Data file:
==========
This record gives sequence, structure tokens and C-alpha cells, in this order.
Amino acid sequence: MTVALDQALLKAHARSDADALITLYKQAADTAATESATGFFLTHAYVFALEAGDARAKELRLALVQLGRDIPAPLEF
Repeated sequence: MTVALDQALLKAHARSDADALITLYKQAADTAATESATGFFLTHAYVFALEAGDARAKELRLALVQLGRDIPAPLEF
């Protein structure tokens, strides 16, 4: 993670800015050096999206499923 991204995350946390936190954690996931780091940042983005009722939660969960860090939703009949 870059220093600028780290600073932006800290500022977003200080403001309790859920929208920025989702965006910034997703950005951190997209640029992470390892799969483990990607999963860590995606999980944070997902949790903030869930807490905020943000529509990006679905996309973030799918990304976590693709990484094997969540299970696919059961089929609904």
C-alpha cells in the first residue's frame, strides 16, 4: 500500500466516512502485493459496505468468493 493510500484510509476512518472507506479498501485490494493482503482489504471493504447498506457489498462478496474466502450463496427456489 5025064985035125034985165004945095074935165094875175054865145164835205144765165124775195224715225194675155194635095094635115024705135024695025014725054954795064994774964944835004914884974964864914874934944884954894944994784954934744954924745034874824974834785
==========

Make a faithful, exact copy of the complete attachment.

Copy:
This record gives sequence, structure tokens and C-alpha cells, in this order.
Amino acid sequence: MTVALDQALLKAHARSDADALITLYKQAADTAATESATGFFLTHAYVFALEAGDARAKELRLALVQLGRDIPAPLEF
Repeated sequence: MTVALDQALLKAHARSDADALITLYKQAADTAATESATGFFLTHAYVFALEAGDARAKELRLALVQLGRDIPAPLEF
């Protein structure tokens, strides 16, 4: 993670800015050096999206499923 991204995350946390936190954690996931780091940042983005009722939660969960860090939703009949 870059220093600028780290600073932006800290500022977003200080403001309790859920929208920025989702965006910034997703950005951190997209640029992470390892799969483990990607999963860590995606999980944070997902949790903030869930807490905020943000529509990006679905996309973030799918990304976590693709990484094997969540299970696919059961089929609904």
C-alpha cells in the first residue's frame, strides 16, 4: 500500500466516512502485493459496505468468493 493510500484510509476512518472507506479498501485490494493482503482489504471493504447498506457489498462478496474466502450463496427456489 5025064985035125034985165004945095074935165094875175054865145164835205144765165124775195224715225194675155194635095094635115024705135024695025014725054954795064994774964944835004914884974964864914874934944884954894944994784954934744954924745034874824974834785